Professors from Illinois State University’s College of Business have partnered with COUNTRY Financial to research financial literacy among undergraduate students at the University.  Financial literacy can include such things as budgeting, the use of credit cards, debt management, and saving for the future.

COUNTRY Financial funded the survey, which was developed for Illinois State University freshmen and seniors from various majors across campus.  The findings indicate that increased attention to financial literacy through education opportunities will benefit Illinois State students.

Although seniors scored higher than freshman, only 70 percent of the financial knowledge items were correctly answered by seniors. Students with greater financial experience tend to score higher on financial literacy, as do business majors. High levels of financial literacy observed for business majors indicate that there is a strong need to reach out across campus to other students pursuing non-business majors and provide opportunities to help improve their financial capability.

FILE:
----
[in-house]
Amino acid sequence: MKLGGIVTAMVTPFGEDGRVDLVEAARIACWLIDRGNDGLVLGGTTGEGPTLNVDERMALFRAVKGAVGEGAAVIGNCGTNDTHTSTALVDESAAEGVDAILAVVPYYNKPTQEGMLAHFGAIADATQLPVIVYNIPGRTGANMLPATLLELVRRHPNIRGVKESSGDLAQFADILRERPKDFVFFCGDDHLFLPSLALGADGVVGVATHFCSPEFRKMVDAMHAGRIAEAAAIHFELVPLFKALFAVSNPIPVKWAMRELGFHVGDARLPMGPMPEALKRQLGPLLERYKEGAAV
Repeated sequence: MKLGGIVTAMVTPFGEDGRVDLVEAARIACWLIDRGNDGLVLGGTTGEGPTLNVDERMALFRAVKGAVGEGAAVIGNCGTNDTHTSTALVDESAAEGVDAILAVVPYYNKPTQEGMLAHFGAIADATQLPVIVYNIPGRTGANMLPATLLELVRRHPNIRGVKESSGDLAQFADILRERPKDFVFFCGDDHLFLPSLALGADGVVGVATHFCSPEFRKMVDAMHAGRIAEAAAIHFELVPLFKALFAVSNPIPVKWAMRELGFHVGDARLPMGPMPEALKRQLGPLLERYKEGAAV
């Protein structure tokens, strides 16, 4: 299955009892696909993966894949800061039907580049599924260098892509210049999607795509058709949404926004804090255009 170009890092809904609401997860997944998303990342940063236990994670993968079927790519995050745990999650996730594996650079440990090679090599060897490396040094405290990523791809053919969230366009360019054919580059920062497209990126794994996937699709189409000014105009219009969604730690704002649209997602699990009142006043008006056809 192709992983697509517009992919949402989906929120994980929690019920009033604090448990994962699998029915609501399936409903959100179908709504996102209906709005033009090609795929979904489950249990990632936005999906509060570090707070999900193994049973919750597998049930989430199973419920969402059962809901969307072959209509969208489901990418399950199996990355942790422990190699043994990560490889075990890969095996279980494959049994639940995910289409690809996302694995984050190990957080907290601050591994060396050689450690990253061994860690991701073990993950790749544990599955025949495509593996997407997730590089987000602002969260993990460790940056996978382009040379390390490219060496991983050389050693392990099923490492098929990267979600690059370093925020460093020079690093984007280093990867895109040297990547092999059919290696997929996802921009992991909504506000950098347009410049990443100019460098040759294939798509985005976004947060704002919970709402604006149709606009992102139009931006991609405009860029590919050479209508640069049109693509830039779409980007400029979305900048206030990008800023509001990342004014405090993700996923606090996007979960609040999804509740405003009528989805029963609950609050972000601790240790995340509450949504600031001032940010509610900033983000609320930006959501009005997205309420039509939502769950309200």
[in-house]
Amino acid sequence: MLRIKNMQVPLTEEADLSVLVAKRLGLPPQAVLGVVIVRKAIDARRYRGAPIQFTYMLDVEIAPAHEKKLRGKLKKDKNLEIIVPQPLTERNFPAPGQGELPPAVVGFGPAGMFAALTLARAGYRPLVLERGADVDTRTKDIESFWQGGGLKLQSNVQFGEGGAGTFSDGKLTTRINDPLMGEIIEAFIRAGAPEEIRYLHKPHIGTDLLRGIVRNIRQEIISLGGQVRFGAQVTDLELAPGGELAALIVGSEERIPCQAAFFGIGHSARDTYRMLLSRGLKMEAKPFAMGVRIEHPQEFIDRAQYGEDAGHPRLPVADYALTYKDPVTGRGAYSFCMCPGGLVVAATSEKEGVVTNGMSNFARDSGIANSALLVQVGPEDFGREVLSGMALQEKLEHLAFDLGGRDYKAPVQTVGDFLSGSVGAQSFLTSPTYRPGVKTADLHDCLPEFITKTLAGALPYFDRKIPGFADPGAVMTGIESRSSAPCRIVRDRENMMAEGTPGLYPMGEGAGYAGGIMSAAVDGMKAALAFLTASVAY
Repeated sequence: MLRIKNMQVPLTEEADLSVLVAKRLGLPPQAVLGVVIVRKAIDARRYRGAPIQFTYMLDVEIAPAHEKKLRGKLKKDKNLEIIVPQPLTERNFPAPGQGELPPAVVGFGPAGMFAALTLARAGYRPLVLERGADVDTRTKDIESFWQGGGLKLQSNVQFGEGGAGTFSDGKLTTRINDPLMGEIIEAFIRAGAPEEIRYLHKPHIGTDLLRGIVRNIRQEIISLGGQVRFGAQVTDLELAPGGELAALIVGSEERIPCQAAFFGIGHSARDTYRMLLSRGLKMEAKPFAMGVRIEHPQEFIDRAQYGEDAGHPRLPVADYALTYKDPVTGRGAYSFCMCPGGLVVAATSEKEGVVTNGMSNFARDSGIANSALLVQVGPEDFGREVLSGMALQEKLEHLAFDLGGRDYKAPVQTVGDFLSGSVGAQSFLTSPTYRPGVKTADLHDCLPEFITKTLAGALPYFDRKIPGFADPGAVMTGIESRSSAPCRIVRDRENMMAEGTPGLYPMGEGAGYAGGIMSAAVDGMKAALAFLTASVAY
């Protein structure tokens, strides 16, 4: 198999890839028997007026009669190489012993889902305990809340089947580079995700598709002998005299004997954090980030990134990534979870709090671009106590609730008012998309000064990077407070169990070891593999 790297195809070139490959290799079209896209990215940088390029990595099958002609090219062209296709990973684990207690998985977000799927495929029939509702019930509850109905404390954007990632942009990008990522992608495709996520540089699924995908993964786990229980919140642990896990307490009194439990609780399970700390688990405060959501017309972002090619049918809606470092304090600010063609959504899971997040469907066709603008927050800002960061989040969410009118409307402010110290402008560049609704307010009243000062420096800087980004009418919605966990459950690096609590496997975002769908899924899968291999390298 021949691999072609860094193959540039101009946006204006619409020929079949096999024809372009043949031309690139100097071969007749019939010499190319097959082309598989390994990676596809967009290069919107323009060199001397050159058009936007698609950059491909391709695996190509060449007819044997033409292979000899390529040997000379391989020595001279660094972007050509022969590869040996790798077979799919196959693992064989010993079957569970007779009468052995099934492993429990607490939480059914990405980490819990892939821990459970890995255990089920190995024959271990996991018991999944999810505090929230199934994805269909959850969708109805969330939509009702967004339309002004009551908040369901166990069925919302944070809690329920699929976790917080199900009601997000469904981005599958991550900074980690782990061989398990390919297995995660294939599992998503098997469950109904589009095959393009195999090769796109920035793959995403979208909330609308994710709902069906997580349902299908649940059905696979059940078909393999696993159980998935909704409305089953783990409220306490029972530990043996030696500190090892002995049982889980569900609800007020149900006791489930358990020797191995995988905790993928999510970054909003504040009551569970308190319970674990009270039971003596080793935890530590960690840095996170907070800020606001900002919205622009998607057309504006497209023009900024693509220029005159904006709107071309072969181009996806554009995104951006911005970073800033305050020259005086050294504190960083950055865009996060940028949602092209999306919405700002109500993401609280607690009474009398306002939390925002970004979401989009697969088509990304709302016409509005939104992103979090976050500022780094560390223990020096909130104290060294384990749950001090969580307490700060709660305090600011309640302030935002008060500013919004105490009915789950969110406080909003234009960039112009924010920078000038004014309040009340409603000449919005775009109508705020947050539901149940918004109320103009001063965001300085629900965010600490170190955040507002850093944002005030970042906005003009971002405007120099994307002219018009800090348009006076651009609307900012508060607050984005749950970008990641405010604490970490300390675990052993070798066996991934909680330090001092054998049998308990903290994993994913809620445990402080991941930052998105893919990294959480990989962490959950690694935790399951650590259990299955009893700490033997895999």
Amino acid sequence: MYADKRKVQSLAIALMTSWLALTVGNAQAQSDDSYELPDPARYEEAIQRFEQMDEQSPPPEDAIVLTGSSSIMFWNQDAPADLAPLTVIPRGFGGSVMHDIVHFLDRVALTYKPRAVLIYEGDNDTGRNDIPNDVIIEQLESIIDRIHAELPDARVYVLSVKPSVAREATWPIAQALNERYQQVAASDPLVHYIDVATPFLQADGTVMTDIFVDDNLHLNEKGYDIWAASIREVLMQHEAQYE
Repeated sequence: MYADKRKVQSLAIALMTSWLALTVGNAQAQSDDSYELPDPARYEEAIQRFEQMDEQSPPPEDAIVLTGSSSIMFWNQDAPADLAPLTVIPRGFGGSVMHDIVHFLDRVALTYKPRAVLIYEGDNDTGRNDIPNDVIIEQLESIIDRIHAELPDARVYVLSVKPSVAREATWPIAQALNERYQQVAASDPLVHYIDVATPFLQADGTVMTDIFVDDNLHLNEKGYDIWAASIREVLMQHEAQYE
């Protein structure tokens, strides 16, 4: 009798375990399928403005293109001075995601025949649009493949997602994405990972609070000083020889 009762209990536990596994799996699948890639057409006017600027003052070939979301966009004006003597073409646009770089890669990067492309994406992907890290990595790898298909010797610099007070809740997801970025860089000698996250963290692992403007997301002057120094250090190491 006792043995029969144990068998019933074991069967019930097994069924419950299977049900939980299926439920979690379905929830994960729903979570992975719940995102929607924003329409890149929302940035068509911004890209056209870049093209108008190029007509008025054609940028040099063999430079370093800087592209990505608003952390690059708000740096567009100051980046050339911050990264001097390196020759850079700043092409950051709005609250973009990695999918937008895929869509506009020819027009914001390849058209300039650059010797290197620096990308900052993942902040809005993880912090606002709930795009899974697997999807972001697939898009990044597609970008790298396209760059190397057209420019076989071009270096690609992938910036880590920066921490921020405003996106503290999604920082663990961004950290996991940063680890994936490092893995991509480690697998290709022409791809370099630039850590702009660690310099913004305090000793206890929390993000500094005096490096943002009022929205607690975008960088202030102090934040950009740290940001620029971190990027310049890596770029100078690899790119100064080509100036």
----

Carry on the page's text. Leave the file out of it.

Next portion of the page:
“Financial literacy as a research topic is important in general because consumer financial decisions are becoming more complex over time,” said Gary Koppenhaver, professor and chair of the Department of Finance, Insurance and Law.  “The costs of financial ignorance are increasing, and these costs have the potential to affect the transition to financial independence as a life goal of young adults.”

Comparing the financial literacy of freshmen to the financial literacy of graduating seniors allows the University to understand the role of maturity in financial literacy, and may suggest non-credit programming to enhance the student educational experience.

The survey findings help COUNTRY Financial understand a large population of young adults who are future employees and customers.  “Illinois State continuously provides informative and thought-provoking research which educates and informs our programs and the way we do business,” said Steve Denault, executive vice president of enterprise business services at COUNTRY Financial.

COUNTRY Financial also funded a grant to conduct a case study concerning the preparedness of business teacher education majors to teach personal financial literacy courses at the secondary level.  This study was conducted by College of Business Assistant Professor Tamra Davis.

The findings concluded that the student teachers surveyed who had additional financial literacy training felt more confident teaching advanced financial literacy skills.  The survey results were published in the Texas Business and Technology Educators Association Journal.

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